At the last SXSW, we did about 50 pickups in a matter of a day. It's a little bit of a symphony really. We set up the designated area like a pop-up shop, and recipients walk through and pick materials that suit their organization's needs.
We recently collaborated on a project for Target’s Marimekko design launch at the High Line in New York. Target had a lot of large outdoor inflatables that they needed to get rid of, and we helped find homes for those items. We have also worked on projects for the Gap and a few movie premieres.
Right now, we are currently working on a large project for Honda, and we expect more than 30,000 lbs. to be diverted from that project.
Waste360: What are your current goals for both SpinFish and Hipcycle?
Renee Hansen: I want to continue to build awareness with both brands. The beauty of these two brands is that SpinFish really focuses on large companies, trade shows and brands, while Hipcycle focuses on the masses and the everyday person. With both of these approaches, we can continue to reduce the waste that's being created.
With SpinFish, I want to make sure that we continue to reach out to organizations and big brands to help them change some of their ways. Yes, it costs money to have a company like SpinFish come in and help them come up with a plan to divert materials from landfill, but it pays off in the end. I also want the company to continue to build a client base and build knowledge resources for those clients.
At the end of all of our projects, we provide our clientele with sustainability reports, which reveal how many pounds were diverted from landfill, the type of materials that were diverted, who the materials reached and the softer stories people can understand. For example, we may reference that a client's materials went to a school for art supplies.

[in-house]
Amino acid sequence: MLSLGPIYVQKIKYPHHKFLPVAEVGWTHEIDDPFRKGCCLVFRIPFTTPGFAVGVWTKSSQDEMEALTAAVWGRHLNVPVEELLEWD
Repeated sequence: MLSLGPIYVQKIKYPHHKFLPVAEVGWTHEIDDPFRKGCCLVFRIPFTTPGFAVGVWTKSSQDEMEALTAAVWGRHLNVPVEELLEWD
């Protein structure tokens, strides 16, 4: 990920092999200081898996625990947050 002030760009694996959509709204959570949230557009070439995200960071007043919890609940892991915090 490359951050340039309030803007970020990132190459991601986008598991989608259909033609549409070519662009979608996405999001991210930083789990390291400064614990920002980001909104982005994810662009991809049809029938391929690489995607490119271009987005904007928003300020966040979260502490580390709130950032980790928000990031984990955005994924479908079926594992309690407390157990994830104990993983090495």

With Hipcycle, we are continuing to get the word out to more mainstream folks. We were recently published in some textbooks to reach a younger audience, and we want to continue to build the press that goes out. We have also just added some of our upcycled products into amusement parks, which is a fun thing for us.
We would also like to build data-driven information for Hipcycle, which would be similar to the sustainability reports we do at SpinFish. This information would be for the everyday consumer and would include information like "our products saved X amount of pounds from going to landfill," for example.
Waste360: How can industry leaders improve waste management at their events?
Renee Hansen: I think it’s really important to be creative and to think outside the box. You need to think about whom else could truly use these items because you don’t want to just dump the items on other people just to get them off your hands. You want to give the items to others who will make use out of the materials so the items don’t end up thrown in the trash like they initially would have after an event.
Waste360: What's in store for the future of recycling?
Renee Hansen: I really think upcycling is going to become more of a way of the future, and it's going to continue to be a cool way for people to reduce waste and create unique items. Everyone wants something a little different, something with a story and something that sets them apart from the crowd. There's truly something special about owning something that there isn't hundreds of.